The story runs that, soon after the Holocaust, a man entered a ruined synagogue in Poland and saw a huddled figure sobbing inconsolably in a corner. He went and asked what the matter was. The sobs continued unabated. The man said, ‘Terrible things have happened, but you must still have faith in God.’ The figure mumbled, ‘I am God,’ and sobbed on.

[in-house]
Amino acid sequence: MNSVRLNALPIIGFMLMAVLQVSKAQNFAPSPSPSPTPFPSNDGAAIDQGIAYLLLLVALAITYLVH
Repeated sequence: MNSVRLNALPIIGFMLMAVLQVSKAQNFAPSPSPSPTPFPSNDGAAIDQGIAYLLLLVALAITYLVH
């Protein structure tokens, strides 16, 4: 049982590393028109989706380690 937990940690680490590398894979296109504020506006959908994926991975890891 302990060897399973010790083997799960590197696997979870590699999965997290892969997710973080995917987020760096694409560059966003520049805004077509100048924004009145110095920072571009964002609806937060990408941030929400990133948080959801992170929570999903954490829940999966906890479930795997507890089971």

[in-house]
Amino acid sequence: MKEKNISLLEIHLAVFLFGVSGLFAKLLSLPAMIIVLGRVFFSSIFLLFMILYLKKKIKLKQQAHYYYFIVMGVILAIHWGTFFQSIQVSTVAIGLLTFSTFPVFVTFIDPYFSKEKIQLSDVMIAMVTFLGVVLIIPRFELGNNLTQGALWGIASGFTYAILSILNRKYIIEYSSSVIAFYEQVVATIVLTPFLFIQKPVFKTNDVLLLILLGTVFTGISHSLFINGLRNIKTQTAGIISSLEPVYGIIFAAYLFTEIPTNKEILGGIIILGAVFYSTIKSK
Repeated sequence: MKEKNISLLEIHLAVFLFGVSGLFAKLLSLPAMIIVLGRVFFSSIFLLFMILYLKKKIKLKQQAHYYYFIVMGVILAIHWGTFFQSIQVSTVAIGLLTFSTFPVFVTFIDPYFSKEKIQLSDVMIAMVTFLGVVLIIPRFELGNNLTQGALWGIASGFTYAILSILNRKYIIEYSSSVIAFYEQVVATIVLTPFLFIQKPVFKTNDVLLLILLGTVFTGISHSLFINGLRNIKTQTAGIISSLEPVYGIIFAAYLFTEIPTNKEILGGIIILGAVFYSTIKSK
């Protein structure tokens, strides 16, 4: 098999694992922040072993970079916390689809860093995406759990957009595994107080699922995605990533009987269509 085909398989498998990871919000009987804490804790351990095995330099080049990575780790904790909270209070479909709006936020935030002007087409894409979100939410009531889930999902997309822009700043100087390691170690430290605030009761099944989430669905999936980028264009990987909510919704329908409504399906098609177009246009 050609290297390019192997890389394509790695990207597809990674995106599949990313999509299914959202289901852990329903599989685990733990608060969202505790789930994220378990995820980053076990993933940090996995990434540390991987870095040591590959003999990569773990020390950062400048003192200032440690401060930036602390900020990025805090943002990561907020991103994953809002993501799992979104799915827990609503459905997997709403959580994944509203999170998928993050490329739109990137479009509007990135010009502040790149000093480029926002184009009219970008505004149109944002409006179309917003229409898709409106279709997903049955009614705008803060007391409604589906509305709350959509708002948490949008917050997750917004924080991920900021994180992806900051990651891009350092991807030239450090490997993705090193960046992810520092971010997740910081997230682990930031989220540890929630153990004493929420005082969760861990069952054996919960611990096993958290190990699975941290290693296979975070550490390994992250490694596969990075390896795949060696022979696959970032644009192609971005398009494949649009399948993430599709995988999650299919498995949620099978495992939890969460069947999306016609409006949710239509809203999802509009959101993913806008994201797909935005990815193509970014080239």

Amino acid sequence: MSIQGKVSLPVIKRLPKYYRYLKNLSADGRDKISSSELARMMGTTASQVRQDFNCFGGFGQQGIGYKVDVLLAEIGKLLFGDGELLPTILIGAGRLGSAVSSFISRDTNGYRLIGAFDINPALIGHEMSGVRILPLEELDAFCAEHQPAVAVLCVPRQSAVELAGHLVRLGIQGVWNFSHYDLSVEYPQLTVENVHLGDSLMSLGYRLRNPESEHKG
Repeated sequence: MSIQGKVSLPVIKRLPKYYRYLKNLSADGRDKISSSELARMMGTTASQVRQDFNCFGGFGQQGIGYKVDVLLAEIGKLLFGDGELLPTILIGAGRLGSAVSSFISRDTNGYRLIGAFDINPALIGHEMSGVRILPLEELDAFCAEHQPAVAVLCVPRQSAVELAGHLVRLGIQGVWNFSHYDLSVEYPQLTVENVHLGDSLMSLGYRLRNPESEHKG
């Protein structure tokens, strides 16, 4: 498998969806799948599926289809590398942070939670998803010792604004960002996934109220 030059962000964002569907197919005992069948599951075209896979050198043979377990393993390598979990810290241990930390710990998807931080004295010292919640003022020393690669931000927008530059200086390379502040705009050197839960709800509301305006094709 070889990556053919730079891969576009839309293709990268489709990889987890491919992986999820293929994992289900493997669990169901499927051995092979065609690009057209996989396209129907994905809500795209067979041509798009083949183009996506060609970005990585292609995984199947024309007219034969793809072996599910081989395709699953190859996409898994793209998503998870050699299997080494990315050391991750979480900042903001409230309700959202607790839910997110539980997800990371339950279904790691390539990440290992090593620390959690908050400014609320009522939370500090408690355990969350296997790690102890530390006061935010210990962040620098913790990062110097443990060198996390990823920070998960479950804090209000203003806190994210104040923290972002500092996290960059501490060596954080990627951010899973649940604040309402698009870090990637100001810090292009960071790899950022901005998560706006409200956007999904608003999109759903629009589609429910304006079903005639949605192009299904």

Kabbalah, the metaphysical verbal jazz of eastern European Jewry, affected to have ancient origins but its source lay, most probably, in the speculations of the 13th-century Sephardic pundit Moses de León. Like African-American music, it transformed despair, both human and divine, into a set of sublime, sometimes skittish riffs. As George Prochnik puts it, mundane writers make a habit of the ‘removal of the pointedly irrational and of demonic enthusiasms from Jewish history’. While Prochnik doesn’t share kabbalah’s recklessness, he found himself transported by its allure from America to Jerusalem, home of Gershom Scholem, one of the principal 20th-century authorities on kabbalah.